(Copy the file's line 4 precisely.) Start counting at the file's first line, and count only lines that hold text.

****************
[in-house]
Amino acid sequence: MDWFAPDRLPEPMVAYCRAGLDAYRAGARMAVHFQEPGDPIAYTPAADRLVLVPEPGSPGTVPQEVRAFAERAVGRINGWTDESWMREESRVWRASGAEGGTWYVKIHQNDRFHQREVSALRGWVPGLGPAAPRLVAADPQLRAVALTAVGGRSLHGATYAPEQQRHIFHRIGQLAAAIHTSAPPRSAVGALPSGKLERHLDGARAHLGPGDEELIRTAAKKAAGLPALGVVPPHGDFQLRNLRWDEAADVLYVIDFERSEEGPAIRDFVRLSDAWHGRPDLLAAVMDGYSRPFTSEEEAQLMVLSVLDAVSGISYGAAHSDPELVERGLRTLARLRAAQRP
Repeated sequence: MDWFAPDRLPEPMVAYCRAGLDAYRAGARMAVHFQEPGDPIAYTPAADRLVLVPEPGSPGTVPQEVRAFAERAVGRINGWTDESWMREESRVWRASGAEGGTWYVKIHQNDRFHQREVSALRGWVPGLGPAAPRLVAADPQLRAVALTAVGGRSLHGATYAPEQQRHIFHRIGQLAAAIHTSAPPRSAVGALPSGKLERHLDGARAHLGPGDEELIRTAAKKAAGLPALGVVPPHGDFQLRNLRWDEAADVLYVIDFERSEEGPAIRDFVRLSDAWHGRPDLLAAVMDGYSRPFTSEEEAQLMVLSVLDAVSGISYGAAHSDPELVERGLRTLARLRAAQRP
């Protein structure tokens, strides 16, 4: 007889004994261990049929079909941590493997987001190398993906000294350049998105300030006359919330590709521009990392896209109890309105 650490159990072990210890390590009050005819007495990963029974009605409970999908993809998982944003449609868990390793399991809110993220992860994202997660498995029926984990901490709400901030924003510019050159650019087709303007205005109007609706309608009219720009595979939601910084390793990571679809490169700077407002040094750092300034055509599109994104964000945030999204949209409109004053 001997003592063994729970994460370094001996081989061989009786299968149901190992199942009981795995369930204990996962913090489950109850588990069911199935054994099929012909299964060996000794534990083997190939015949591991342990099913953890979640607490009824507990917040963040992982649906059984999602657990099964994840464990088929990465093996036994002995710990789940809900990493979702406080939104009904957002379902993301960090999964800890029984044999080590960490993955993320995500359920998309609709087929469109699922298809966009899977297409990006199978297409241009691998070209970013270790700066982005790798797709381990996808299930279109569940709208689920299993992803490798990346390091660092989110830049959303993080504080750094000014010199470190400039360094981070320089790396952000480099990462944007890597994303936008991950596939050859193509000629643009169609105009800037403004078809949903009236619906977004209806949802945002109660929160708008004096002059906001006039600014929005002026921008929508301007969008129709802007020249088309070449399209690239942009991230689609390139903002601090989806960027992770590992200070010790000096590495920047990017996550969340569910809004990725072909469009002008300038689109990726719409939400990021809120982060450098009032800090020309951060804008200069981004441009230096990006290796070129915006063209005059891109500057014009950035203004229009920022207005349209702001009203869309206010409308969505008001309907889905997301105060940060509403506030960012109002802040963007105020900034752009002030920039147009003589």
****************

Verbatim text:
């Protein structure tokens, strides 16, 4: 007889004994261990049929079909941590493997987001190398993906000294350049998105300030006359919330590709521009990392896209109890309105 650490159990072990210890390590009050005819007495990963029974009605409970999908993809998982944003449609868990390793399991809110993220992860994202997660498995029926984990901490709400901030924003510019050159650019087709303007205005109007609706309608009219720009595979939601910084390793990571679809490169700077407002040094750092300034055509599109994104964000945030999204949209409109004053 001997003592063994729970994460370094001996081989061989009786299968149901190992199942009981795995369930204990996962913090489950109850588990069911199935054994099929012909299964060996000794534990083997190939015949591991342990099913953890979640607490009824507990917040963040992982649906059984999602657990099964994840464990088929990465093996036994002995710990789940809900990493979702406080939104009904957002379902993301960090999964800890029984044999080590960490993955993320995500359920998309609709087929469109699922298809966009899977297409990006199978297409241009691998070209970013270790700066982005790798797709381990996808299930279109569940709208689920299993992803490798990346390091660092989110830049959303993080504080750094000014010199470190400039360094981070320089790396952000480099990462944007890597994303936008991950596939050859193509000629643009169609105009800037403004078809949903009236619906977004209806949802945002109660929160708008004096002059906001006039600014929005002026921008929508301007969008129709802007020249088309070449399209690239942009991230689609390139903002601090989806960027992770590992200070010790000096590495920047990017996550969340569910809004990725072909469009002008300038689109990726719409939400990021809120982060450098009032800090020309951060804008200069981004441009230096990006290796070129915006063209005059891109500057014009950035203004229009920022207005349209702001009203869309206010409308969505008001309907889905997301105060940060509403506030960012109002802040963007105020900034752009002030920039147009003589």